Sebastian quickly learns about and understands Jess' weaknesses and vulnerabilities. Having grown up as an orphan in the streets of London until his aunt found him when he was seven, he can sympathize with her - he's been there himself. I loved the way he could be gentle with her, yet he also has the style and virility of a man who wants her, yet his honor and good sense rules his mind and he doesn't just take advantage of her on his ship. He realizes soon enough that she is the daughter of the man he thinks is a traitor and she thinks he's the man that has set her father up. There soon becomes a cat and mouse game played out between them in which he is the cat and she is the mouse. They're both attracted to each other and he tells her more than once he's going to bed her (and just how he'll do it) and she can't help but like the idea, but keeps telling herself it's never going to happen as long as she thinks he's the one that has set up her father. I loved the sexual tension build up which was drawn out for most of the book.
This game goes on for a while and sometimes, I sort of lost track of what was going on in the somewhat complicated espionage plotline, but it was fun to read - I guessed who the real villain was - or at least partly, but it was all well done and thought out and it had an exciting finish. I did get a little tired of Sebastian always worrying so much about Jess, though he did save her neck a few times. She has a tendency of going off and doing dangerous things that don't always end well. If you're looking for a real steamy romance, this isn't it, but the sexual tension and build up between the two was well done as well as the interesting London locales and people associated with them, whether it's the Historical Society in Mayfair or the seamy underside of London's world of crime.
I was also happy to see some brief glimpses of familiar faces from the last book in the series who are spies with British Intelligence, such as Adrian and Doyle. One last thing, I luuurved the inside cover of this book - yummy. Sebastian is depicted just as I imagined - instead of the ubiquitous Nathan Camp model that shows up everywhere (as mentioned recently in a post at Racy Romance Reviews).
I recommend this book for historical spy romance lovers, the research is tops and it features a strong heroine who's had a hard life, but can take care of herself when need be, and a tall, dark and handsome hero who loves her all the more for it, but who intends to take care of her for the rest of her life in any case.
Saturday, May 23, 2009
It is said that Braden MacAllister, English baron and proud Highlander warrior, can fell an enemy with a single blow -- and a woman with a single kiss. But not Maggie, it seems. For the fire-haired beauty, determined to end the long running feud that rages between their clan and it's common foe, is immune to Branden's attempts to stop her foolishness. But stop her he will, once he gets the meddling minx alone... and favors her with a passionate caress and an irresistible kiss. No matter how she trembles beneath Braden's sensuous touch, Maggie must not yield! As long as this feud continues, the lives of her brothers are at stake. And though Braden is known to have bedded many a lass, he has given his heart to none. But dare she dream that by assuring peace for her clan she may also be claiming the most magnificient Highlander for herself?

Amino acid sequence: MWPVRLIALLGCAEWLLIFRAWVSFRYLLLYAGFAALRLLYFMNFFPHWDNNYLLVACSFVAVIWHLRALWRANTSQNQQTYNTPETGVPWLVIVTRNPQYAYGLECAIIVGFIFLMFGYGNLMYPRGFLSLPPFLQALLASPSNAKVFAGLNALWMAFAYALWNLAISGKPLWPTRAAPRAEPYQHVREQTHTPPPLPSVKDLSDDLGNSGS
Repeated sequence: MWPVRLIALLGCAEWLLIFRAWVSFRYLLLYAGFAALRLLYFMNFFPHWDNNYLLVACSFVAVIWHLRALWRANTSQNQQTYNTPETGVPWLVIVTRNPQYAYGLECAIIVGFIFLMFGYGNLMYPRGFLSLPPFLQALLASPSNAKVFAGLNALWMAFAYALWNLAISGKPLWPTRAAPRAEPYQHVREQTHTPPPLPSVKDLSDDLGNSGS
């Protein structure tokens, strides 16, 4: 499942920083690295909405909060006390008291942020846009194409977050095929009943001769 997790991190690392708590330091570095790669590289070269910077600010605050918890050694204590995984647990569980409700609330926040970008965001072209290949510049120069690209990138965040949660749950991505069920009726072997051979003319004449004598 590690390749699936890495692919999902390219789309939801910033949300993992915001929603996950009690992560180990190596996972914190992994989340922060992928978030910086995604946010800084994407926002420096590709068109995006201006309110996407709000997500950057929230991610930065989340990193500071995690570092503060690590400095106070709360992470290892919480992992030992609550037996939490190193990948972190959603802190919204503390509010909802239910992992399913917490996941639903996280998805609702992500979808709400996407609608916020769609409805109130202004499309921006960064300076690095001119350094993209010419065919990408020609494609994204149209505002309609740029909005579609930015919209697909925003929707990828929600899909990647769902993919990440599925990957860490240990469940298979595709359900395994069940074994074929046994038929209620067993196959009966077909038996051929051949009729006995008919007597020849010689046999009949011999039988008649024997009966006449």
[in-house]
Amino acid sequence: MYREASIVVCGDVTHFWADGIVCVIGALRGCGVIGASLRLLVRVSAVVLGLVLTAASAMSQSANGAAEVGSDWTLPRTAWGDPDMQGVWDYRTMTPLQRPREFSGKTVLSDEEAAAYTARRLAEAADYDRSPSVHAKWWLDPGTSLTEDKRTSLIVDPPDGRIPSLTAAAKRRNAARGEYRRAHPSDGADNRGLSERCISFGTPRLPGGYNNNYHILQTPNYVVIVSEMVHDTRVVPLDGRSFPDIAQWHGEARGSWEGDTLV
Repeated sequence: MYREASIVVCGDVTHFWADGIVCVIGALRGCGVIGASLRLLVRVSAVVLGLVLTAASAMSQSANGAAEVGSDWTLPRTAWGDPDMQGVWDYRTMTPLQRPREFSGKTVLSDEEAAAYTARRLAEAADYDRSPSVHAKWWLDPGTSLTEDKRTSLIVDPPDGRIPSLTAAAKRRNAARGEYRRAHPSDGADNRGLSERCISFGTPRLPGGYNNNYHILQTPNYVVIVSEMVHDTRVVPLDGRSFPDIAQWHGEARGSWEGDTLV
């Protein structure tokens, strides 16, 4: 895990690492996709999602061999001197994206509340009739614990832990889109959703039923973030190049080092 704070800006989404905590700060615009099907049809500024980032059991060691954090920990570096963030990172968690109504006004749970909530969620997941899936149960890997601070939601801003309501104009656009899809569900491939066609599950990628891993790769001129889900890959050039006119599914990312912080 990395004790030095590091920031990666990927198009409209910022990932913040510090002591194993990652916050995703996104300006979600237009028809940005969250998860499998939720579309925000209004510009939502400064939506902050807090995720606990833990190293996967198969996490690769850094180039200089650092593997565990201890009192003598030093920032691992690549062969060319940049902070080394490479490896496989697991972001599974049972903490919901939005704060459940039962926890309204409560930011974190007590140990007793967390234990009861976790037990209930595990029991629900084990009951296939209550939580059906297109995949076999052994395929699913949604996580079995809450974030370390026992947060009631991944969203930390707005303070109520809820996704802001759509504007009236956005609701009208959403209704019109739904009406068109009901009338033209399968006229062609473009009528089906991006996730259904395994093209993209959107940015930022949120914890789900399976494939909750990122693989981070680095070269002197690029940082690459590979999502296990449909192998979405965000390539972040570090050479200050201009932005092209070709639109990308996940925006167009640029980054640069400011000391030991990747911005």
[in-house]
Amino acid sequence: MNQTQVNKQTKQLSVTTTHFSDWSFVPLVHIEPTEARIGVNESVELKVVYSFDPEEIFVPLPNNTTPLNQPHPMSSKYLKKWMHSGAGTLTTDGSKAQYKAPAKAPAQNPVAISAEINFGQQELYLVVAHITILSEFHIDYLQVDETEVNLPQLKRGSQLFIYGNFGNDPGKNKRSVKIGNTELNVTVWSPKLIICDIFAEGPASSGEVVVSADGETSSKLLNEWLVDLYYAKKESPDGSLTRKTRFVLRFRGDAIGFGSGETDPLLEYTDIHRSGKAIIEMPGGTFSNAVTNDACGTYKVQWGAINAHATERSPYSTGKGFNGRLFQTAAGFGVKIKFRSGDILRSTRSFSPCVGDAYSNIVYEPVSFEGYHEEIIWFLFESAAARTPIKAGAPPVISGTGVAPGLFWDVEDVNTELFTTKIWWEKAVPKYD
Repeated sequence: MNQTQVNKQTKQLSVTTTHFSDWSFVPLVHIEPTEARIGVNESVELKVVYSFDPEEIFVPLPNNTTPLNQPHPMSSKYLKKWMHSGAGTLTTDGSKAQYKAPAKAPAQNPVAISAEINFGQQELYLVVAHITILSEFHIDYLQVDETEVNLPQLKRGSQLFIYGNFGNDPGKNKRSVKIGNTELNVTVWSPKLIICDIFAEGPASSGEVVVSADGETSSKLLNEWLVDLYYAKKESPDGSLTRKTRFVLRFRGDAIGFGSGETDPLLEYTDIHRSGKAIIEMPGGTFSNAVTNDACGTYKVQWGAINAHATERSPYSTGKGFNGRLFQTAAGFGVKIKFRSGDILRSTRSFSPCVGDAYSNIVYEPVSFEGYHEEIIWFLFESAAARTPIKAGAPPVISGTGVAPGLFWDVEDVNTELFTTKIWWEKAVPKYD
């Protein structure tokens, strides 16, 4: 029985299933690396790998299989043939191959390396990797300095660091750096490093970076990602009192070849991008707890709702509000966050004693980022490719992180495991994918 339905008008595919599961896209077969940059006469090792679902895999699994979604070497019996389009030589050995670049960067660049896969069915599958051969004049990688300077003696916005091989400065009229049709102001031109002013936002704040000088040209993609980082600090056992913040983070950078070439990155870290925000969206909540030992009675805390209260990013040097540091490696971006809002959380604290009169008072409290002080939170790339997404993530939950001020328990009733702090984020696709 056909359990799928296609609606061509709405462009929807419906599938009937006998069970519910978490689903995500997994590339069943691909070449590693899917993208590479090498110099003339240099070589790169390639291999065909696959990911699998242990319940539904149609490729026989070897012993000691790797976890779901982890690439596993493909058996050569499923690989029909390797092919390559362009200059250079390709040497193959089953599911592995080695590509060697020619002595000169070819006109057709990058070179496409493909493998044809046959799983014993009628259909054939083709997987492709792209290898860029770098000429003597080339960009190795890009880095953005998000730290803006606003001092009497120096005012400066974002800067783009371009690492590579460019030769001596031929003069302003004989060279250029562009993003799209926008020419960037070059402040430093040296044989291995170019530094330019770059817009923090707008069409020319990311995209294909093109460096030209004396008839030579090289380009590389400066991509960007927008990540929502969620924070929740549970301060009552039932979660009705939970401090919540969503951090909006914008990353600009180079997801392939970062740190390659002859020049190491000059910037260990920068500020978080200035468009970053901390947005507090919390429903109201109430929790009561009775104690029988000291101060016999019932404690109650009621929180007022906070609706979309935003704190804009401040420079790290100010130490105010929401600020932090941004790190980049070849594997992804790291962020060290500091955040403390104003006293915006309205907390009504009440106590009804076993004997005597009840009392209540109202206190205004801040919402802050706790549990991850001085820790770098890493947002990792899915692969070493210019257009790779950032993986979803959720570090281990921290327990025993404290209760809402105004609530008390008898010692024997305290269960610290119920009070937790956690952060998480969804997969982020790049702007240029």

I had high hopes for this book, it has been on my TBR list for almost a year and after reading it for a while I came to the conclusion that it was surprisingly dull. Unusual for me, since I love Highlanders, and I loved the first book in this series about the MacAllisters, Master of Desire. This book had it's moments and good points (the sex scenes were tops!), but the plot itself was slow and plodding, taking forever for the real plot of the story to get going and the heroine could be really dense at times, another damsel under the impression that she is not pretty or good enough for the hero to fall for. Grr! Of course, she couldn't be further from the truth, but it takes the whole book for both hero and heroine to realize this.
This is the story of the young, handsome ladykiller, Braden MacAllister who finally meets his match in little Maggie, the girl he grew up with and played with as playmates. Never having considered her in a romantic light before, he finds he is now attracted to her and he is in a conundrum. He wants to bed her and thinks of it constantly, but he is not the marrying kind and he doesn't want to dishonor her by not marrying her afterwards. Why? I never quite understood why Braden felt he could not ask her to marry him. What was stopping him? This was a sticky point for me through the whole book! Is he so convinced he's incapable of loving only one woman? She has loved him her entire life, she'd marry him if she thought he could be monogamous, but she doesn't believe he is capable of it. Still, if there is one man who could talk her into losing her maidenhood, it's Braden, her Achilles Heel. Will she lose her virginity for a few nights of passion with him, knowing all too well he'd never be faithful to her?
Maggie is a red headed spitfire that wants to stop the feuding between her clan (the MacAllisters) and the MacDonalds. Too much blood has been shed between both clans and she has convinced all the women of both clans to lock themselves up in their respective castles, refusing to feed or bed their men folk until the feuding is over. The men are naturally upset and fed up - and angry as hell at Maggie for putting the women up to this idea. They capture the MacAllister laird, Lochlan, the eldest of the MacAllister brothers, Braden (our hero) being the youngest. They tie him up and tell Braden and his other brothers that they will kill Lochlan in four days if they don't get the women to give up their foolish plan.